N030 Rocks and Fluids: Understanding Petrophysics through Outcrop Studies (Isle of Wight, UK)
N030 Rocks and Fluids: Understanding Petrophysics through Outcrop Studies (Isle of Wight, UK)
The course is a field-based introduction to the fundamentals of petrophysics and in particular the way reservoir fluids interact with reservoir rocks. The emphasis is on understanding the fundamentals of petrophysics rather than on using the mostly empirical equations that are used in everyday work. Consequently, most of the course uses simple descriptive models to explain what controls petrophysical properties, the distribution of fluids in reservoirs and the scale dependence of these properties.
A five-day fieldwork course on the Isle of Wight, U.K. which combines classroom work and exercises in the field at a ratio of about 30:70. Ideally (weather permitting) classroom work is limited to introducing the material that is essential to the fieldwork, discussion of completed field based exercises and wrap-ups.
Participants will learn to:
Petrophysical properties are too often taken for granted although a closer look shows they are not quite as simple as supposed. This course is designed to give a deeper understanding of the principal petrophysical properties than is typically provided in a classroom course that is more concerned with their calculation.
The heart of the course is a series of structured group exercises carried out on carefully selected outcrops in the field. These exercises are specifically designed to emphasise the problems that arise when dealing with real rocks with pores that are at least partially saturated with water. These problems include issues with definitions and short-comings with the raw measurements. N030 deliberately changes the emphasis from simply calculating the value of a property, to considering how the value of a property depends on the scale under consideration and how precisely it is defined (which can vary between individuals and operators). At the end of the course participants should appreciate what a particular petrophysical property refers to and the complications that can result from particular geological environments. They should be well equipped to appreciate exactly what a petrophysical model is describing and be able to communicate with petrophysicists, geoscientists and engineers, what they need from it.
The course covers the fundamentals of petrophysical properties, the interaction of fluids and minerals from the microscopic to the reservoir scale and how these are quantified. Specifically, it covers definitions, controls, measurement and scale dependence of the basic properties such as porosity, permeability and saturation as well as the more artificial quantities that have been developed to rank and categorise reservoirs (e.g. net thickness and heterogeneity). As far as possible descriptive models are used in place of mathematical analysis but petrophysics is a quantitative discipline and some of the exercises do require calculation. These can all be performed using a scientific calculator and graph paper. Through the week there is a general progression from small scale to larger scale, from simple inert fluids to real reservoir fluids and from 1D to 3D.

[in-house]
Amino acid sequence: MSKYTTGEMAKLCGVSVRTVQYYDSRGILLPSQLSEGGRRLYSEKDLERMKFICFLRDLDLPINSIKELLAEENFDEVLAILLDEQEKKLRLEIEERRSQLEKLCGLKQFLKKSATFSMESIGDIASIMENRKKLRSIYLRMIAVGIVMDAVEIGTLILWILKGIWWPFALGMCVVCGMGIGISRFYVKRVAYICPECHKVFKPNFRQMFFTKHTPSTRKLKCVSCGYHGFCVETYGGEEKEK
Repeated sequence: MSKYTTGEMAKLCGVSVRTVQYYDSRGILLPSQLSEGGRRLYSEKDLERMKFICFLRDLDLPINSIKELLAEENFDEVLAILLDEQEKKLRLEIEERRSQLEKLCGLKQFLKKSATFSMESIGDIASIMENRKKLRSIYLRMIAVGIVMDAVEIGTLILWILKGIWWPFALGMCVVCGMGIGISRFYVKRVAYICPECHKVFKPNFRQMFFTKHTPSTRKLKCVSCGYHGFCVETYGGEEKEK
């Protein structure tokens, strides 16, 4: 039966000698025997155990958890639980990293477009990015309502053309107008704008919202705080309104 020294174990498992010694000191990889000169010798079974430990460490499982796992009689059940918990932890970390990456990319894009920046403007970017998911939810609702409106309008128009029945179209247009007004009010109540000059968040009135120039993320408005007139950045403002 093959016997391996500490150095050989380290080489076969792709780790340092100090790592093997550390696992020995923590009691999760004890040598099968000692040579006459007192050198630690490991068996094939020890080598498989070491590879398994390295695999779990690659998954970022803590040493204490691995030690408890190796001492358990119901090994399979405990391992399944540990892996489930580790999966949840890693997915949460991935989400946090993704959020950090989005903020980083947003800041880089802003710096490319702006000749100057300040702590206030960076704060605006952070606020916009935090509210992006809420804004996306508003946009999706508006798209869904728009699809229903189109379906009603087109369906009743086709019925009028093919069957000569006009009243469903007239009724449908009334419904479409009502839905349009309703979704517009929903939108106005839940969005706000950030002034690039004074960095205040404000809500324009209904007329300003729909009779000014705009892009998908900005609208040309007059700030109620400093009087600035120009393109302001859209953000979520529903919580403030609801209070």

As far a possible descriptive models are used in place of mathematical analysis but petrophysics is a quantitative discipline and some of the exercises do require calculations. These can all be performed using a scientific calculator (or smart phone) and graph paper and do not require any mathematical techniques beyond simple arithmetic.
Because the course revolves around fieldwork on coastal outcrops the detailed timetable is highly dependent on tides. Ideally, classroom work is limited to the first half of the morning and fieldwork takes place late morning and afternoon but at times high tide means that this order has to be reversed. The detailed itinerary below is therefore only a guide.
Itinerary (may change due to weather conditions, tide times and other factors)
Travel to the Isle of Wight. That evening there is a short introduction, including an overview of the course and an introduction to the local geology, as well as a safety talk and group dinner.
Technical overview of how different petrophysical properties are defined and their controls at the pore scale are discussed. During the day we make an excursion to examine the sandstones that make up Knock Cliff, a short walk from the hotel. We discuss their suitability as reservoir rocks by examining them at small scale and then consider lateral and vertical variability at large scale. This is also a good opportunity to revise field skills. Conditions permitting, the day finishes with a drive to a viewpoint from which the geology of the island can be appreciated.
The field component is spent at Whitecliff Bay on the NE side of the island. The outcrop consists of several hundred metres of alternating sand and shale beds with nearly vertical dips. This allows well scale bedding to be studied by simply walking along the beach. The exercise consists of producing a detailed lithological log of the section. Depending on tides and weather, classroom work comprises of an introduction to downhole log measurements, their depth of investigation and resolution, and an introduction to the effects of shale/mudstone on logs and log analysis.
We look in the field at (i) how we estimate effective porosity in shaly sandstones and (ii) at reservoir scale issues. We visit some fluvial sandstones on the south coast of the island to look at the distribution of clay/shale and we examine the geometry of the sand bodies and their interconnections. We then attempt to predict what their average properties are at the reservoir scale and how hydrocarbons would distribute themselves in such a system. The supporting classroom work introduces capillary pressure and shows how it controls fluid distribution.